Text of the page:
While mostly under the leadership of new CEO Satya Nadella, Microsoft beat Wall Street analyst estimates on the company’s profitability for the third-quarter fiscal year 2014 ending March 31, 2014. Nadella took over as CEO from Steve Ballmer on Feb. 4.
After market close on April 24, the software and cloud services giant announced that it had booked sales of $20.4 billion and posted net income of $5.66 billion, or $0.68 per share. Analysts were expecting earnings per share of $0.63.
Revenue was nearly in line with estimates of $20.39 billion and was up 8 percent from last year after adjusting for various offers, deferrals and a fine levied by the European Commission, according to the company. Microsoft was charged $733 million (€561 million) in March 2013 by regulators over the company’s failure to provide a browser selection screen on PCs sold in Europe.
During an afternoon earnings conference call, which fell on the eve of the expected close of the $7 billion Microsoft-Nokia deal, Nadella briefly commented that the addition of the smartphone maker’s personnel and technology “will enhance our device capabilities.” He also reported “strong momentum in cloud services” and said Office 365 and Azure are “both performing extremely well.”
Echoing the “mobile-first, cloud-first” theme that is emerging as an early hallmark of Nadella’s tenure, the chief executive said in a statement that Microsoft is “making good progress in our consumer services like Bing and Office 365 Home, and our commercial customers continue to embrace our cloud solutions” and is well-positioned for long-term growth. Bing search revenue jumped 38 percent year-over-year and now accounts for 18.6 percent share of the U.S. search market. Office 365 Home has more than 4.4 million subscribers, approximately 1 million of which signed up in the third quarter.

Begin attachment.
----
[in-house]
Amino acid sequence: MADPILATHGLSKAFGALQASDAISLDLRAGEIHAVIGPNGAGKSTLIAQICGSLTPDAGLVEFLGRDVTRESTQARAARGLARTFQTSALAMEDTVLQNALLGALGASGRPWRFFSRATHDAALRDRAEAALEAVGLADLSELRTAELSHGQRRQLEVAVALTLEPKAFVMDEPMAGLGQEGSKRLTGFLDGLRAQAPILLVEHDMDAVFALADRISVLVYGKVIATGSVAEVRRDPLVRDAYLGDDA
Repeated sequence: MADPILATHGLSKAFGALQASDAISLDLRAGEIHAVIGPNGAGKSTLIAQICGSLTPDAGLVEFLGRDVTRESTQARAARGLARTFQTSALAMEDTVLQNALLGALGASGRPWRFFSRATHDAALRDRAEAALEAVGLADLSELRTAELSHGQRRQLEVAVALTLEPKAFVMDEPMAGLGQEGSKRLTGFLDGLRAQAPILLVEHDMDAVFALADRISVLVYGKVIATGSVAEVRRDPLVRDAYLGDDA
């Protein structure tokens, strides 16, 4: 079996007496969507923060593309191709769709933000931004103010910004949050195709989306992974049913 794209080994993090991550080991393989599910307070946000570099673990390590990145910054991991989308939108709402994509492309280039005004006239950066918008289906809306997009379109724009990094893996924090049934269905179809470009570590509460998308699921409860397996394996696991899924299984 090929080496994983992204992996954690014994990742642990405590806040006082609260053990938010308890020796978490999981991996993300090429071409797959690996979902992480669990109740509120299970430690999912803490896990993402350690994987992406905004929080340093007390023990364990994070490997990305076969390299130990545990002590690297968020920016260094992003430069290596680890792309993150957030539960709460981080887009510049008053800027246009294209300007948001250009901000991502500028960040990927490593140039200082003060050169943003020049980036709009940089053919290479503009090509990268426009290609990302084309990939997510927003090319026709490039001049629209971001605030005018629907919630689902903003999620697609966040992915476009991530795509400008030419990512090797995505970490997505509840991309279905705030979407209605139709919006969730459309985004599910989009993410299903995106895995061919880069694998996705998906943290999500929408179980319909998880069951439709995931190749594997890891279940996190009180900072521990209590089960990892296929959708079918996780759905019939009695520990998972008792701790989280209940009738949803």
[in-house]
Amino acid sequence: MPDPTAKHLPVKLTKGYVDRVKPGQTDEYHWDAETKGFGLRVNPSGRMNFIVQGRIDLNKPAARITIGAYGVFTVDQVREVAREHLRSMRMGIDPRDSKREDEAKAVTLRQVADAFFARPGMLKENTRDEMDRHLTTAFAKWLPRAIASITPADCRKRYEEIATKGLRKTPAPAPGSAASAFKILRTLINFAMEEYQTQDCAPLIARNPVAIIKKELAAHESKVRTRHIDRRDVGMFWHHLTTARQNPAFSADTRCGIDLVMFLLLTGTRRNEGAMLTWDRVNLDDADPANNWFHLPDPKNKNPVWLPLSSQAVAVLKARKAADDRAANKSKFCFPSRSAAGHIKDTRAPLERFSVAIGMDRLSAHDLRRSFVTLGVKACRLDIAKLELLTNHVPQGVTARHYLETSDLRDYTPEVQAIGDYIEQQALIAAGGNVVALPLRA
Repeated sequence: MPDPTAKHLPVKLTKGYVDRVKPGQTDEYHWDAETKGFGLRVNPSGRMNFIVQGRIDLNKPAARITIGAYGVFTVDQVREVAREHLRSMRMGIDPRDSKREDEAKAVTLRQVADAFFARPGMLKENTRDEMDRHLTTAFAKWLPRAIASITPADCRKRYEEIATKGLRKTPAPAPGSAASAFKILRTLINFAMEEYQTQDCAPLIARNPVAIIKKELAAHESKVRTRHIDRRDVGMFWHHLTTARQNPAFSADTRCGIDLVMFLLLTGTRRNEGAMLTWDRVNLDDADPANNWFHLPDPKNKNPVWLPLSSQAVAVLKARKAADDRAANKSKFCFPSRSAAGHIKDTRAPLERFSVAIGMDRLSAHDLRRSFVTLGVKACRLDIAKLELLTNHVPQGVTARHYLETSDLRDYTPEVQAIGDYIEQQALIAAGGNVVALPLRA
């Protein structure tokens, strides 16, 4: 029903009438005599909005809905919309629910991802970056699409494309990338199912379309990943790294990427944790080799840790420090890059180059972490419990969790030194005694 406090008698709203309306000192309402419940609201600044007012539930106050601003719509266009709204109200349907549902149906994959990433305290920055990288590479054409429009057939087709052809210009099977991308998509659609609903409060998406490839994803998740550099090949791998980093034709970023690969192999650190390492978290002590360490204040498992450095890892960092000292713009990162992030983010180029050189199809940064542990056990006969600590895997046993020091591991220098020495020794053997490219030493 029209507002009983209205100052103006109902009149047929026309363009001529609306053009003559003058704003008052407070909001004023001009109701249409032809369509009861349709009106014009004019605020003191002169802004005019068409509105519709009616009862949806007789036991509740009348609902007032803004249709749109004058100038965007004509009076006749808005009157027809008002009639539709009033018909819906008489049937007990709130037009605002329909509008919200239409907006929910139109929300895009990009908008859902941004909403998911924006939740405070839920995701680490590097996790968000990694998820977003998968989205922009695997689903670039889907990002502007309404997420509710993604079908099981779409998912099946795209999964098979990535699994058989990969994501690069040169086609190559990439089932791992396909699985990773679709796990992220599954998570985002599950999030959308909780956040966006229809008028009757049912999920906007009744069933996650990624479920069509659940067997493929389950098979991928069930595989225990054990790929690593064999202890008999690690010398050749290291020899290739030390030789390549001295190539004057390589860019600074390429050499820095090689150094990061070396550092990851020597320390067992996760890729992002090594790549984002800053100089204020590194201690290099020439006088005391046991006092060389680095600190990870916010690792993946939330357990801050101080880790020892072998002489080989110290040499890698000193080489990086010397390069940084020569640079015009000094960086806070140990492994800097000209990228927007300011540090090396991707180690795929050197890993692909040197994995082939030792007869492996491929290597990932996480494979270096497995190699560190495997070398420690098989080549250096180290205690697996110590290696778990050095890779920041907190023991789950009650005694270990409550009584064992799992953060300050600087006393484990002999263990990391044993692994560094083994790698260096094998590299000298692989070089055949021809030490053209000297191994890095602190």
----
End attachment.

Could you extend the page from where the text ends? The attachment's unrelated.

Windows OEM revenue grew 4 percent on the strength of a 19 percent increase in Windows OEM Pro sales. Non-Pro revenue dipped 15 percent, however. Sales of the company’s Surface tablet line increased 50 percent for a total of $494 million. Microsoft sold 1.2 million Xbox One consoles during the quarter.
All told, Microsoft’s Devices and Consumer division generated $8.30 billion in revenue during the third quarter, a 12 percent gain over the same period last year.
The company’s commercial unit posted $12.23 billion in revenue, a 7 percent improvement over the same period last year.
Microsoft Chief Operating Officer Kevin Turner said in a statement that his company continues “to win share in areas like cloud services, data platform, and infrastructure management.” Windows Server, Office Commercial and SQL Server revenues were up 10 percent, 6 percent and 15 percent, respectively.
Strong demand for the company’s cloud services pushed Azure revenue up a whopping 150 percent, reported the company. Microsoft CFO Amy Hood said during the conference call that the company “again outperformed the enterprise IT market.”
Windows volume license sales rose 11 percent. According to Microsoft, nearly 90 percent of enterprise desktops now run Windows 7 or 8.